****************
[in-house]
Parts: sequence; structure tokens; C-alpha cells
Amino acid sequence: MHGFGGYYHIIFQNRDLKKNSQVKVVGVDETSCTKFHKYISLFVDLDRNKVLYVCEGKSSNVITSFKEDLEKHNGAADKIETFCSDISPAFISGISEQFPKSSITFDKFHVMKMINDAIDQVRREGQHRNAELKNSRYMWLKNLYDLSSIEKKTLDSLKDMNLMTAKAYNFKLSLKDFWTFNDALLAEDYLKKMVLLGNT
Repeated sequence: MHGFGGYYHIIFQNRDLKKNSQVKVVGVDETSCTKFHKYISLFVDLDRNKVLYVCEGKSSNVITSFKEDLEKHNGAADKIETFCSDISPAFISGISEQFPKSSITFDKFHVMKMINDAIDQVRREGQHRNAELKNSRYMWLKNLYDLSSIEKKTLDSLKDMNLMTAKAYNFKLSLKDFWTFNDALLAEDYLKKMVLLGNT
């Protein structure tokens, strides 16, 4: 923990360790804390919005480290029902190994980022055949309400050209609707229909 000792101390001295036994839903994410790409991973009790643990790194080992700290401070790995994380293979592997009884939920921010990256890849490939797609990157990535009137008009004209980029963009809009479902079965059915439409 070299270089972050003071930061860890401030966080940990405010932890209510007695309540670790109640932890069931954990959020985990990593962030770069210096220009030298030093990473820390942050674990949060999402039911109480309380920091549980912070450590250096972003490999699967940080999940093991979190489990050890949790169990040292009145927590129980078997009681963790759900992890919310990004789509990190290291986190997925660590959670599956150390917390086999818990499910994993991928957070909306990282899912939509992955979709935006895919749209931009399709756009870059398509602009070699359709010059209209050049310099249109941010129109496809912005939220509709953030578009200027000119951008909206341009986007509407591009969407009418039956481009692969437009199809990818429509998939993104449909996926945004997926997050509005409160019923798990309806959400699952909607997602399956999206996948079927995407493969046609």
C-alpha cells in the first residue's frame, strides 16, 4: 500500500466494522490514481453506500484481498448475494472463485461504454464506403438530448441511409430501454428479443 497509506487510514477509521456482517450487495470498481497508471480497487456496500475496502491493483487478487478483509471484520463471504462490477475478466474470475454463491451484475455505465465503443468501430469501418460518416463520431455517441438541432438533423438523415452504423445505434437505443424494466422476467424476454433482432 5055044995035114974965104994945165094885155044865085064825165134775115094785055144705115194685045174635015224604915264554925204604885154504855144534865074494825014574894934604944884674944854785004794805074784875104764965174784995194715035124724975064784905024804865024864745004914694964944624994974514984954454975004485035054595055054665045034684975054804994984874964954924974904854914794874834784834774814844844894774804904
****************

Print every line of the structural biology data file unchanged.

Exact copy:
[in-house]
Parts: sequence; structure tokens; C-alpha cells
Amino acid sequence: MHGFGGYYHIIFQNRDLKKNSQVKVVGVDETSCTKFHKYISLFVDLDRNKVLYVCEGKSSNVITSFKEDLEKHNGAADKIETFCSDISPAFISGISEQFPKSSITFDKFHVMKMINDAIDQVRREGQHRNAELKNSRYMWLKNLYDLSSIEKKTLDSLKDMNLMTAKAYNFKLSLKDFWTFNDALLAEDYLKKMVLLGNT
Repeated sequence: MHGFGGYYHIIFQNRDLKKNSQVKVVGVDETSCTKFHKYISLFVDLDRNKVLYVCEGKSSNVITSFKEDLEKHNGAADKIETFCSDISPAFISGISEQFPKSSITFDKFHVMKMINDAIDQVRREGQHRNAELKNSRYMWLKNLYDLSSIEKKTLDSLKDMNLMTAKAYNFKLSLKDFWTFNDALLAEDYLKKMVLLGNT
């Protein structure tokens, strides 16, 4: 923990360790804390919005480290029902190994980022055949309400050209609707229909 000792101390001295036994839903994410790409991973009790643990790194080992700290401070790995994380293979592997009884939920921010990256890849490939797609990157990535009137008009004209980029963009809009479902079965059915439409 070299270089972050003071930061860890401030966080940990405010932890209510007695309540670790109640932890069931954990959020985990990593962030770069210096220009030298030093990473820390942050674990949060999402039911109480309380920091549980912070450590250096972003490999699967940080999940093991979190489990050890949790169990040292009145927590129980078997009681963790759900992890919310990004789509990190290291986190997925660590959670599956150390917390086999818990499910994993991928957070909306990282899912939509992955979709935006895919749209931009399709756009870059398509602009070699359709010059209209050049310099249109941010129109496809912005939220509709953030578009200027000119951008909206341009986007509407591009969407009418039956481009692969437009199809990818429509998939993104449909996926945004997926997050509005409160019923798990309806959400699952909607997602399956999206996948079927995407493969046609």
C-alpha cells in the first residue's frame, strides 16, 4: 500500500466494522490514481453506500484481498448475494472463485461504454464506403438530448441511409430501454428479443 497509506487510514477509521456482517450487495470498481497508471480497487456496500475496502491493483487478487478483509471484520463471504462490477475478466474470475454463491451484475455505465465503443468501430469501418460518416463520431455517441438541432438533423438523415452504423445505434437505443424494466422476467424476454433482432 5055044995035114974965104994945165094885155044865085064825165134775115094785055144705115194685045174635015224604915264554925204604885154504855144534865074494825014574894934604944884674944854785004794805074784875104764965174784995194715035124724975064784905024804865024864745004914694964944624994974514984954454975004485035054595055054665045034684975054804994984874964954924974904854914794874834784834774814844844894774804904